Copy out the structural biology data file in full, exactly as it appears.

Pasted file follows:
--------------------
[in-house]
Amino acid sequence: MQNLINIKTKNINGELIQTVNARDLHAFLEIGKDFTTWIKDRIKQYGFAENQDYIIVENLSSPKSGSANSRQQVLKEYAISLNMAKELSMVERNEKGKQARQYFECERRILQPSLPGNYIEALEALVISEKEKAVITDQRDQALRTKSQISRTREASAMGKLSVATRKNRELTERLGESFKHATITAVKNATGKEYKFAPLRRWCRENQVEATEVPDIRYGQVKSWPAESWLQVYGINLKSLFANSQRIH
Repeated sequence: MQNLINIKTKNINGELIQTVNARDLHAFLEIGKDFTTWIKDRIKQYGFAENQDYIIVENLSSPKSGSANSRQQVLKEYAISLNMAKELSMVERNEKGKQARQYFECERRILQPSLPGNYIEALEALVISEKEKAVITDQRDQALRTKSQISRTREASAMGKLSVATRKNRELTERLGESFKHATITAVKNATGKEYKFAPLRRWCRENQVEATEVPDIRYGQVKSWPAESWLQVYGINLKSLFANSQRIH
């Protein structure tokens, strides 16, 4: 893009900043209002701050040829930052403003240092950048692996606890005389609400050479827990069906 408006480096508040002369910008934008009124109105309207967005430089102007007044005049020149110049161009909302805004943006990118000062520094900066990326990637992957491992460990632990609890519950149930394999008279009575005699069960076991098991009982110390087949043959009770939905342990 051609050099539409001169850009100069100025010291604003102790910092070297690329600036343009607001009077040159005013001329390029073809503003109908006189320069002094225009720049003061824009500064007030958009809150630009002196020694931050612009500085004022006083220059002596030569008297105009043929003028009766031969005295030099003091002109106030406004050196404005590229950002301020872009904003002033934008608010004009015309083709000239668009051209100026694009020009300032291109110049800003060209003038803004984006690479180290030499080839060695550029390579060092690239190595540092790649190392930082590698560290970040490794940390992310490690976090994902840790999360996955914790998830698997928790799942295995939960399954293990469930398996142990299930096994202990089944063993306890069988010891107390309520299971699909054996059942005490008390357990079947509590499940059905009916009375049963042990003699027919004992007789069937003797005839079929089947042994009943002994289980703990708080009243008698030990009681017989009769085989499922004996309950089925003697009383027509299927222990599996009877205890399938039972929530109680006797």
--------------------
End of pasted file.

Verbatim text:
[in-house]
Amino acid sequence: MQNLINIKTKNINGELIQTVNARDLHAFLEIGKDFTTWIKDRIKQYGFAENQDYIIVENLSSPKSGSANSRQQVLKEYAISLNMAKELSMVERNEKGKQARQYFECERRILQPSLPGNYIEALEALVISEKEKAVITDQRDQALRTKSQISRTREASAMGKLSVATRKNRELTERLGESFKHATITAVKNATGKEYKFAPLRRWCRENQVEATEVPDIRYGQVKSWPAESWLQVYGINLKSLFANSQRIH
Repeated sequence: MQNLINIKTKNINGELIQTVNARDLHAFLEIGKDFTTWIKDRIKQYGFAENQDYIIVENLSSPKSGSANSRQQVLKEYAISLNMAKELSMVERNEKGKQARQYFECERRILQPSLPGNYIEALEALVISEKEKAVITDQRDQALRTKSQISRTREASAMGKLSVATRKNRELTERLGESFKHATITAVKNATGKEYKFAPLRRWCRENQVEATEVPDIRYGQVKSWPAESWLQVYGINLKSLFANSQRIH
């Protein structure tokens, strides 16, 4: 893009900043209002701050040829930052403003240092950048692996606890005389609400050479827990069906 408006480096508040002369910008934008009124109105309207967005430089102007007044005049020149110049161009909302805004943006990118000062520094900066990326990637992957491992460990632990609890519950149930394999008279009575005699069960076991098991009982110390087949043959009770939905342990 051609050099539409001169850009100069100025010291604003102790910092070297690329600036343009607001009077040159005013001329390029073809503003109908006189320069002094225009720049003061824009500064007030958009809150630009002196020694931050612009500085004022006083220059002596030569008297105009043929003028009766031969005295030099003091002109106030406004050196404005590229950002301020872009904003002033934008608010004009015309083709000239668009051209100026694009020009300032291109110049800003060209003038803004984006690479180290030499080839060695550029390579060092690239190595540092790649190392930082590698560290970040490794940390992310490690976090994902840790999360996955914790998830698997928790799942295995939960399954293990469930398996142990299930096994202990089944063993306890069988010891107390309520299971699909054996059942005490008390357990079947509590499940059905009916009375049963042990003699027919004992007789069937003797005839079929089947042994009943002994289980703990708080009243008698030990009681017989009769085989499922004996309950089925003697009383027509299927222990599996009877205890399938039972929530109680006797």